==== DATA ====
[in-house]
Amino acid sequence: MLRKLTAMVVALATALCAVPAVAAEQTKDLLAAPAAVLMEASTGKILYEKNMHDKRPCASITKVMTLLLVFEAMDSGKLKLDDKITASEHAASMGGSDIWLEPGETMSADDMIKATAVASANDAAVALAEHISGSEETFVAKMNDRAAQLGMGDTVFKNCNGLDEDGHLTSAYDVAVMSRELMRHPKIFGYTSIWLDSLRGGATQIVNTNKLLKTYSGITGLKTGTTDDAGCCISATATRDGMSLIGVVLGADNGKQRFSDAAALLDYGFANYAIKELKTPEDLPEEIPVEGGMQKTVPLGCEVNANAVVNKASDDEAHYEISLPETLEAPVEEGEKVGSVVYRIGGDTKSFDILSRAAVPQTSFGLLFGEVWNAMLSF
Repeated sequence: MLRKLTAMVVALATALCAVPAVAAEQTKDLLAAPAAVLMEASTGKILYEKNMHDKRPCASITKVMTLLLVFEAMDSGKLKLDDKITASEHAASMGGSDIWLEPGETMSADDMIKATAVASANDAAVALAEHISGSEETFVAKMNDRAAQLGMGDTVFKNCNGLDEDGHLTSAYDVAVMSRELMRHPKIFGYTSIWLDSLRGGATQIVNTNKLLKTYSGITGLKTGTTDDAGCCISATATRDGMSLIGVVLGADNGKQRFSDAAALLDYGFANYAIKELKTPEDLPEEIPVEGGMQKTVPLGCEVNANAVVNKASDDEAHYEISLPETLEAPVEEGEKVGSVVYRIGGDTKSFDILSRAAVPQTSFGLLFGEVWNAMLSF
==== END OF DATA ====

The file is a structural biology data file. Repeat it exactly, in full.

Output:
[in-house]
Amino acid sequence: MLRKLTAMVVALATALCAVPAVAAEQTKDLLAAPAAVLMEASTGKILYEKNMHDKRPCASITKVMTLLLVFEAMDSGKLKLDDKITASEHAASMGGSDIWLEPGETMSADDMIKATAVASANDAAVALAEHISGSEETFVAKMNDRAAQLGMGDTVFKNCNGLDEDGHLTSAYDVAVMSRELMRHPKIFGYTSIWLDSLRGGATQIVNTNKLLKTYSGITGLKTGTTDDAGCCISATATRDGMSLIGVVLGADNGKQRFSDAAALLDYGFANYAIKELKTPEDLPEEIPVEGGMQKTVPLGCEVNANAVVNKASDDEAHYEISLPETLEAPVEEGEKVGSVVYRIGGDTKSFDILSRAAVPQTSFGLLFGEVWNAMLSF
Repeated sequence: MLRKLTAMVVALATALCAVPAVAAEQTKDLLAAPAAVLMEASTGKILYEKNMHDKRPCASITKVMTLLLVFEAMDSGKLKLDDKITASEHAASMGGSDIWLEPGETMSADDMIKATAVASANDAAVALAEHISGSEETFVAKMNDRAAQLGMGDTVFKNCNGLDEDGHLTSAYDVAVMSRELMRHPKIFGYTSIWLDSLRGGATQIVNTNKLLKTYSGITGLKTGTTDDAGCCISATATRDGMSLIGVVLGADNGKQRFSDAAALLDYGFANYAIKELKTPEDLPEEIPVEGGMQKTVPLGCEVNANAVVNKASDDEAHYEISLPETLEAPVEEGEKVGSVVYRIGGDTKSFDILSRAAVPQTSFGLLFGEVWNAMLSF